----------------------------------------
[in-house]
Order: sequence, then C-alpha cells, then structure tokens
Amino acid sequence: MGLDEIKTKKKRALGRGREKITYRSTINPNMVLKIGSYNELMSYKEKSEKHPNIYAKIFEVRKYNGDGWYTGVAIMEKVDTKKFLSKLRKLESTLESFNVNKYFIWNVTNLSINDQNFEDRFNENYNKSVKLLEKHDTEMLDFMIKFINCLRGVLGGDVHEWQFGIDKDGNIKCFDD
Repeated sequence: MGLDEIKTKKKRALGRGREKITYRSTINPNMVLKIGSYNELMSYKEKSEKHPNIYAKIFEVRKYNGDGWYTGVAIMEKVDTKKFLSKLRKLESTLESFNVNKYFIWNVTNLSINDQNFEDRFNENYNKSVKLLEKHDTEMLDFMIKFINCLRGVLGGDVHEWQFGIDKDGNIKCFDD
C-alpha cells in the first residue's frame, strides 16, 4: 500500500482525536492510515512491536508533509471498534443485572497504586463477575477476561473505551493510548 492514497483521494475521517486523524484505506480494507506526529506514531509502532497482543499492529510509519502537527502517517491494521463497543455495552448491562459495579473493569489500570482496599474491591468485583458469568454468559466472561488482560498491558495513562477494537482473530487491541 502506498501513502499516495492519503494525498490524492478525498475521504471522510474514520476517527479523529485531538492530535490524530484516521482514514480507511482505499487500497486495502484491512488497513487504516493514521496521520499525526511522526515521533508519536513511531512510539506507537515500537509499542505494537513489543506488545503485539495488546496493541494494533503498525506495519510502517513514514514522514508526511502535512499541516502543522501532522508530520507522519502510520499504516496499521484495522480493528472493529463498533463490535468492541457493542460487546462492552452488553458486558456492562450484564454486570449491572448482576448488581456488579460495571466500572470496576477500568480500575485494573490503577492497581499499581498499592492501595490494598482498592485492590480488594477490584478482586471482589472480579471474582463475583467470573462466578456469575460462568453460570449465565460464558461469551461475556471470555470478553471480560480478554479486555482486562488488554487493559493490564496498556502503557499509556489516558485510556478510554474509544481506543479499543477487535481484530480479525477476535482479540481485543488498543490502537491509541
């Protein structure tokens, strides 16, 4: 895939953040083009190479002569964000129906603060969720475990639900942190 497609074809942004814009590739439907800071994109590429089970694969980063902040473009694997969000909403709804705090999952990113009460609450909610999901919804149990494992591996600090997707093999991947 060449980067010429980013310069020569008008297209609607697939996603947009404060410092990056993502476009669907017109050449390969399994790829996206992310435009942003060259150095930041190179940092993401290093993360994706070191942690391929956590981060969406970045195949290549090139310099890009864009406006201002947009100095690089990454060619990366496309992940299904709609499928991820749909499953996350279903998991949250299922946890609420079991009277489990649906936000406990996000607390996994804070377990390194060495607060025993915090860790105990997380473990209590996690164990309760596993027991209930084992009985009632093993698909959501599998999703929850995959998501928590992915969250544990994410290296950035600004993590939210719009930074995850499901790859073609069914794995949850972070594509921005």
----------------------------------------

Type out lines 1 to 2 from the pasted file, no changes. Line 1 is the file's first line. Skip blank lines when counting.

[in-house]
Order: sequence, then C-alpha cells, then structure tokens